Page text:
Off the Wall, On the Floor
Sep 23, 2010
Installation view, Yoko Ono, Painting To Be Stepped On, 1960. Painting by Nate Lowman (b. 1979), 2010. Oil, alkyd, and dirt on canvas. Collection of the artist; courtesy Maccarone Gallery, New York. Photograph by Sophie Cavoulacos
For me, one of the most thought-provoking and challenging works in Off the Wall: Part 1—Thirty Performative Actions was Painting to Be Stepped On, in which artist Nate Lowman realized one of the instructions from Yoko Ono’s Grapefruit. Ono’s book is comprised of instructions for other individuals to enact, such as:
PAINTING TO BE STEPPED ON
Leave a piece of canvas or finished painting on the floor or in the street.
Lowman’s three paintings were in the middle of the gallery and read “A Work to Be Stepped On.” Despite the invitation, it was a bizarre sensation to place my feet on what I knew to be a work of art. Having visited many museums, I have become acclimated to remaining at a certain distance from works of art. Indeed, guards or “Please Do Not Touch” sign usually ensure that visitors do not get too close to the work. As I walked up to the piece, I looked around to the guards as if for authorization but receiving no response, I mustered up my courage to take the step.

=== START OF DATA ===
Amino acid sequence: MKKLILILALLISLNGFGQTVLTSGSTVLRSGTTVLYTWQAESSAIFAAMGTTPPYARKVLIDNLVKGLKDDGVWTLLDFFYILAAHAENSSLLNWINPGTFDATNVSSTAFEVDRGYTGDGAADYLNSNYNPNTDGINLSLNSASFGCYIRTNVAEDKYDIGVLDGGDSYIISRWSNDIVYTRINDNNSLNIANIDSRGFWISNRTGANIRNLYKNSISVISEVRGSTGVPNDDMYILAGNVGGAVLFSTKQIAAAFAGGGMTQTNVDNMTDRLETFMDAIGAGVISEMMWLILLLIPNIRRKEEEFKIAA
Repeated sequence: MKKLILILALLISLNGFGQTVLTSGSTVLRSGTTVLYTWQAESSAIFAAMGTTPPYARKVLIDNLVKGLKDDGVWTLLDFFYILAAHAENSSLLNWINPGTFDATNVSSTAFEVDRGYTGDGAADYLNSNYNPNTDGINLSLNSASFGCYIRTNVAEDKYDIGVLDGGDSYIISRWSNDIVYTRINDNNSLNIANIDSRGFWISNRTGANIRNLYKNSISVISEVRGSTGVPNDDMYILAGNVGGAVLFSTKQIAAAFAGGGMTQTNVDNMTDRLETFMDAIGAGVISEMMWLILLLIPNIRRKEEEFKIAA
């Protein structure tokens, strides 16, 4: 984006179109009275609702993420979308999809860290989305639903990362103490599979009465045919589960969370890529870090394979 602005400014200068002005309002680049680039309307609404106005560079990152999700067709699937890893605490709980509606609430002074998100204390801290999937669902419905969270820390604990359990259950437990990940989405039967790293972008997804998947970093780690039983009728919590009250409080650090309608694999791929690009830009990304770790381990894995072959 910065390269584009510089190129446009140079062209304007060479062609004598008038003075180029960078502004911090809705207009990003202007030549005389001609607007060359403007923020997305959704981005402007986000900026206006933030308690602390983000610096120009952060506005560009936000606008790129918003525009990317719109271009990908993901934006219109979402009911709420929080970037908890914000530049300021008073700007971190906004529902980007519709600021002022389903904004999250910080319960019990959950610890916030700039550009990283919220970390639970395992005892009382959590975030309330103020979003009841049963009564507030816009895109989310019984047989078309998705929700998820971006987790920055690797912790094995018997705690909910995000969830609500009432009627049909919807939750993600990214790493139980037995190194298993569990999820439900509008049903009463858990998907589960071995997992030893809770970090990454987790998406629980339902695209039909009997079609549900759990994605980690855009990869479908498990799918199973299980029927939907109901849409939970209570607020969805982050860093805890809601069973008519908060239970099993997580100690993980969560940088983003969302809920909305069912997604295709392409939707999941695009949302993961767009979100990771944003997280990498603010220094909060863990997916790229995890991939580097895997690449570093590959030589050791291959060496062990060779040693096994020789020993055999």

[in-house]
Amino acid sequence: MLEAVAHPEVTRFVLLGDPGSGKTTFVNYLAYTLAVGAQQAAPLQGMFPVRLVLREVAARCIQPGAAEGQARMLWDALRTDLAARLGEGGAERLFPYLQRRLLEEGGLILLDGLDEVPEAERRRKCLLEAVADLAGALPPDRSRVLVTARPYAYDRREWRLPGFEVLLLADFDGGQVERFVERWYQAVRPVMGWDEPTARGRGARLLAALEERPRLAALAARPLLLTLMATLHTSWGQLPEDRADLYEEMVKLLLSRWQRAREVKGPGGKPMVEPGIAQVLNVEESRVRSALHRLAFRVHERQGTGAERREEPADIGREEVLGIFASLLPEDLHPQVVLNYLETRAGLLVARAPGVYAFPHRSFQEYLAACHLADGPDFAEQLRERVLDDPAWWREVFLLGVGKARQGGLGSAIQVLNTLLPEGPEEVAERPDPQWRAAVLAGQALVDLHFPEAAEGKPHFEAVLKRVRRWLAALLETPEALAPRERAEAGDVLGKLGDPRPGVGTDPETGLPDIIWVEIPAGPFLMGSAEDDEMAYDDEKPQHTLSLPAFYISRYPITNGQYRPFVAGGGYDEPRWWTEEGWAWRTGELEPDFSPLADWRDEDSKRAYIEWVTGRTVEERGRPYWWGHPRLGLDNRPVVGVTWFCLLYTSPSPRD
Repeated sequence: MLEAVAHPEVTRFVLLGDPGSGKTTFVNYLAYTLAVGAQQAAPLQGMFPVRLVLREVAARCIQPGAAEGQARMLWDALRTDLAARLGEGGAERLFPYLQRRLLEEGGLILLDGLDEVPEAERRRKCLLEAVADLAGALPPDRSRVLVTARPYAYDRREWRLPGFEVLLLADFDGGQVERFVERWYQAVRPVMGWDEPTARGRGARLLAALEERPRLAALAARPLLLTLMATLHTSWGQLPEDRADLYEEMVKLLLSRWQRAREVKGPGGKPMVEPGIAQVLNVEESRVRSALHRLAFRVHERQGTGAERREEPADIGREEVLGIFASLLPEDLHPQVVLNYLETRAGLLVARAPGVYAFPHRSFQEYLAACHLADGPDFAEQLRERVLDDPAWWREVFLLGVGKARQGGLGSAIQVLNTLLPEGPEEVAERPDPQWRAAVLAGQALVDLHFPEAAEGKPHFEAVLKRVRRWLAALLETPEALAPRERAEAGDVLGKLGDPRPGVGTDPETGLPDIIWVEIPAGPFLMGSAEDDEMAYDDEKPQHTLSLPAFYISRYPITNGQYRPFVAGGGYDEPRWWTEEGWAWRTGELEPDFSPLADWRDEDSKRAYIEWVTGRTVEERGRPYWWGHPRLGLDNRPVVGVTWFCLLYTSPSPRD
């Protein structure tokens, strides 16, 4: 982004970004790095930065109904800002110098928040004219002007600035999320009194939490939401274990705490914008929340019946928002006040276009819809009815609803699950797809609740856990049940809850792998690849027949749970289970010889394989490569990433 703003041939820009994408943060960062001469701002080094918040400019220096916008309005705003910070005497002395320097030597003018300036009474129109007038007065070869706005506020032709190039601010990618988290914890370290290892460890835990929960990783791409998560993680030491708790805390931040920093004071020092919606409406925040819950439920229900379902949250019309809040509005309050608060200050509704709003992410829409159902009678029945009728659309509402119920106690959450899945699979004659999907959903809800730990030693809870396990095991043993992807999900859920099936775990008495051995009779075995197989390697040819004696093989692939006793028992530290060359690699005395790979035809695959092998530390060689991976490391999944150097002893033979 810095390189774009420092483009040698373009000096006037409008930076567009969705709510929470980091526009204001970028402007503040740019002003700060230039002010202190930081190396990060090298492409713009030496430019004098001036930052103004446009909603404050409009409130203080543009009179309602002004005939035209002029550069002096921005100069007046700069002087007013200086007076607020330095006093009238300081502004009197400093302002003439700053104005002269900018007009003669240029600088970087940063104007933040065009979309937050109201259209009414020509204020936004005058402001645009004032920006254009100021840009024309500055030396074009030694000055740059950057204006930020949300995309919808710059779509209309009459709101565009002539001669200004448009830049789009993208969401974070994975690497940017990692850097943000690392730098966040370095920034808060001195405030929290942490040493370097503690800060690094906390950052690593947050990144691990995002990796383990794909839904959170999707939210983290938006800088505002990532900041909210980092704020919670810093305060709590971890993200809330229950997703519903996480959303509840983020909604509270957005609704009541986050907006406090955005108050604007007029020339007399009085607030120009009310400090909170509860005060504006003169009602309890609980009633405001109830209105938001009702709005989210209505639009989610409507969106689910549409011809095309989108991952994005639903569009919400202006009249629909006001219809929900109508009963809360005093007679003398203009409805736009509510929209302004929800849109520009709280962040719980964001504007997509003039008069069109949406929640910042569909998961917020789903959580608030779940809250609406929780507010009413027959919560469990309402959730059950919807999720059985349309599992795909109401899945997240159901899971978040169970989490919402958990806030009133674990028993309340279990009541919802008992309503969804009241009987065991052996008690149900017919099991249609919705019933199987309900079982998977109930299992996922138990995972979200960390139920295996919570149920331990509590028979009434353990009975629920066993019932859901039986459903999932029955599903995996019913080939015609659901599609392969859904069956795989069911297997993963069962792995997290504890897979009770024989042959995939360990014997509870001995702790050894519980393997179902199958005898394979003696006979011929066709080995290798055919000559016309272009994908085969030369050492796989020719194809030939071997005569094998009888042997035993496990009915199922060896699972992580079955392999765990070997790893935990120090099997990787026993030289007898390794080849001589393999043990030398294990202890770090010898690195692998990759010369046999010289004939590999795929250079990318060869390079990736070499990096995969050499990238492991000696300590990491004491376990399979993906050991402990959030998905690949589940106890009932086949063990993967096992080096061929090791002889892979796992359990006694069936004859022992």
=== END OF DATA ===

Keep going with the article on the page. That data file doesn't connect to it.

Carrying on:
Stepping on Yoko Ono, Painting To Be Stepped On, 1960. Painting by Nate Lowman (b. 1979), 2010. Oil, alkyd, and dirt on canvas. Collection of the artist; courtesy Maccarone Gallery, New York. Photograph by Sophie Cavoulacos
Because Lowman’s works are so delicate, it felt strange, disrespectful, and transgressive to step on them. It is one thing to march down Carl Andre’s Twenty-Ninth Copper Cardinal in the next gallery, knowing that the copper can withstand the impact of my feet. It is quite another to tread on cut-out pieces of canvas lying on the gallery floor. Yet, in alignment with Ono’s instructions and curator Chrissie Iles’ vision for Off the Wall, stepping on the art is intended as a kind of performance that forces visitors to reconsider sacrosanct notions of what constitutes expected behavior in art and museum spaces.
On my way out of the gallery, I spotted a woman stride across Painting to Be Stepped On without blinking. I had seen her read the wall label and gingerly walk around the piece a few minutes earlier. This time, she was walking towards the second-floor restrooms. Indeed in that moment, art converged with everyday life.
By Sophie Cavoulacos, Education Intern